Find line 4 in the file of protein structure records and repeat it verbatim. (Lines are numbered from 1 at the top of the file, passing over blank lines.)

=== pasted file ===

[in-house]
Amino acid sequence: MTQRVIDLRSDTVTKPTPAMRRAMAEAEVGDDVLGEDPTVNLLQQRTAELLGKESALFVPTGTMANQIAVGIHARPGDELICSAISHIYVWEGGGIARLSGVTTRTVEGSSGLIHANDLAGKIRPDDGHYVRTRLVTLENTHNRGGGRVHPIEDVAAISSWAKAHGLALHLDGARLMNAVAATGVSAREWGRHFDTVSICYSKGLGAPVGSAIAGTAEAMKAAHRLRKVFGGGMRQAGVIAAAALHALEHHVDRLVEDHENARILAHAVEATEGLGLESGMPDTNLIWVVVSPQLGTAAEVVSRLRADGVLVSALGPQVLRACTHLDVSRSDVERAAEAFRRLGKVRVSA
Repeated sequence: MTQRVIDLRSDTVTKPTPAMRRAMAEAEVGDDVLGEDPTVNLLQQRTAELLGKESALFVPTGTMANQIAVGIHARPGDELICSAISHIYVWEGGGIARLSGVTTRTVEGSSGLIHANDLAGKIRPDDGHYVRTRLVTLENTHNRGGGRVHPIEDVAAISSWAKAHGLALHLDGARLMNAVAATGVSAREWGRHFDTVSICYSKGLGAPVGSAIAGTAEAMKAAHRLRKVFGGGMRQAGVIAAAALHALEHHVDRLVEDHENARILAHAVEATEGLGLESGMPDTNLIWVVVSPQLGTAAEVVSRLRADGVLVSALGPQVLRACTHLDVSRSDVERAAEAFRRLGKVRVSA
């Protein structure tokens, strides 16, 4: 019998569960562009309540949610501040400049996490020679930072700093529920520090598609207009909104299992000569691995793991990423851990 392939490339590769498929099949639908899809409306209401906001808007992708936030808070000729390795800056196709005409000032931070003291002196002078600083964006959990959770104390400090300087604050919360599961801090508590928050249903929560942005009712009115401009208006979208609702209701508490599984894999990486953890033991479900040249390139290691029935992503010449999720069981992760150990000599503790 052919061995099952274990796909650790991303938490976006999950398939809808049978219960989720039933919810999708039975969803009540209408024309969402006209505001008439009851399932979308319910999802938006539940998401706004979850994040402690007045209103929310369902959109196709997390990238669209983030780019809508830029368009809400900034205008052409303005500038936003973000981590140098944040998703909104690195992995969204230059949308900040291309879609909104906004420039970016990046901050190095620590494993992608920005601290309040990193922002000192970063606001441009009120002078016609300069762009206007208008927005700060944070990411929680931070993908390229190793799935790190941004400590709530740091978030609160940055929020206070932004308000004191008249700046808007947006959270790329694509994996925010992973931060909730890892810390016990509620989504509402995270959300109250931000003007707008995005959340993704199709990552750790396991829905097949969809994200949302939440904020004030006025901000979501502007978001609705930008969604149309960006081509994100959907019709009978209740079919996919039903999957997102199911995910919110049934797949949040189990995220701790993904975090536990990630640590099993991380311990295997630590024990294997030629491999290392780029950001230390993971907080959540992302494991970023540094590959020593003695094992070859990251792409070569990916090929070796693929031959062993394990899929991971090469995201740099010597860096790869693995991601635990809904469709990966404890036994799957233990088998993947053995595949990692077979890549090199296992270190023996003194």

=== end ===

């Protein structure tokens, strides 16, 4: 019998569960562009309540949610501040400049996490020679930072700093529920520090598609207009909104299992000569691995793991990423851990 392939490339590769498929099949639908899809409306209401906001808007992708936030808070000729390795800056196709005409000032931070003291002196002078600083964006959990959770104390400090300087604050919360599961801090508590928050249903929560942005009712009115401009208006979208609702209701508490599984894999990486953890033991479900040249390139290691029935992503010449999720069981992760150990000599503790 052919061995099952274990796909650790991303938490976006999950398939809808049978219960989720039933919810999708039975969803009540209408024309969402006209505001008439009851399932979308319910999802938006539940998401706004979850994040402690007045209103929310369902959109196709997390990238669209983030780019809508830029368009809400900034205008052409303005500038936003973000981590140098944040998703909104690195992995969204230059949308900040291309879609909104906004420039970016990046901050190095620590494993992608920005601290309040990193922002000192970063606001441009009120002078016609300069762009206007208008927005700060944070990411929680931070993908390229190793799935790190941004400590709530740091978030609160940055929020206070932004308000004191008249700046808007947006959270790329694509994996925010992973931060909730890892810390016990509620989504509402995270959300109250931000003007707008995005959340993704199709990552750790396991829905097949969809994200949302939440904020004030006025901000979501502007978001609705930008969604149309960006081509994100959907019709009978209740079919996919039903999957997102199911995910919110049934797949949040189990995220701790993904975090536990990630640590099993991380311990295997630590024990294997030629491999290392780029950001230390993971907080959540992302494991970023540094590959020593003695094992070859990251792409070569990916090929070796693929031959062993394990899929991971090469995201740099010597860096790869693995991601635990809904469709990966404890036994799957233990088998993947053995595949990692077979890549090199296992270190023996003194």